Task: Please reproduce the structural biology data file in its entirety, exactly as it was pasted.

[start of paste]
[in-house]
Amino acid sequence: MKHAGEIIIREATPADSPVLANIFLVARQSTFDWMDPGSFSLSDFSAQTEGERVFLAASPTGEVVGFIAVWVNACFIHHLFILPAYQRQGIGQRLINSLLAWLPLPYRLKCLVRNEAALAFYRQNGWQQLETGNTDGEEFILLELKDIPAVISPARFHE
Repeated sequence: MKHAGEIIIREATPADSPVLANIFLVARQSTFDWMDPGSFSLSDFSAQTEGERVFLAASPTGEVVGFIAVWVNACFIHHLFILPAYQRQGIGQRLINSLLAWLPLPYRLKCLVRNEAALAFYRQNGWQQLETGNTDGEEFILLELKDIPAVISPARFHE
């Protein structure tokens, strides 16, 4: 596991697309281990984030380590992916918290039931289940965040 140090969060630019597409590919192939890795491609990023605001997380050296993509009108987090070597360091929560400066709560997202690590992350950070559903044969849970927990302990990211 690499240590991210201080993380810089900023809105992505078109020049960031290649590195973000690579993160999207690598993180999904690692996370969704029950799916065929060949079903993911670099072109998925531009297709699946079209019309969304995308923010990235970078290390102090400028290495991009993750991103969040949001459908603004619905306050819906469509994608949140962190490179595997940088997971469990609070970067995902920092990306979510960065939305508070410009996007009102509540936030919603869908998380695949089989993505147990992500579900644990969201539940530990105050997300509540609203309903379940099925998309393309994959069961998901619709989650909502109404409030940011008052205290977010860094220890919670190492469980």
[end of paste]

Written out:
[in-house]
Amino acid sequence: MKHAGEIIIREATPADSPVLANIFLVARQSTFDWMDPGSFSLSDFSAQTEGERVFLAASPTGEVVGFIAVWVNACFIHHLFILPAYQRQGIGQRLINSLLAWLPLPYRLKCLVRNEAALAFYRQNGWQQLETGNTDGEEFILLELKDIPAVISPARFHE
Repeated sequence: MKHAGEIIIREATPADSPVLANIFLVARQSTFDWMDPGSFSLSDFSAQTEGERVFLAASPTGEVVGFIAVWVNACFIHHLFILPAYQRQGIGQRLINSLLAWLPLPYRLKCLVRNEAALAFYRQNGWQQLETGNTDGEEFILLELKDIPAVISPARFHE
């Protein structure tokens, strides 16, 4: 596991697309281990984030380590992916918290039931289940965040 140090969060630019597409590919192939890795491609990023605001997380050296993509009108987090070597360091929560400066709560997202690590992350950070559903044969849970927990302990990211 690499240590991210201080993380810089900023809105992505078109020049960031290649590195973000690579993160999207690598993180999904690692996370969704029950799916065929060949079903993911670099072109998925531009297709699946079209019309969304995308923010990235970078290390102090400028290495991009993750991103969040949001459908603004619905306050819906469509994608949140962190490179595997940088997971469990609070970067995902920092990306979510960065939305508070410009996007009102509540936030919603869908998380695949089989993505147990992500579900644990969201539940530990105050997300509540609203309903379940099925998309393309994959069961998901619709989650909502109404409030940011008052205290977010860094220890919670190492469980």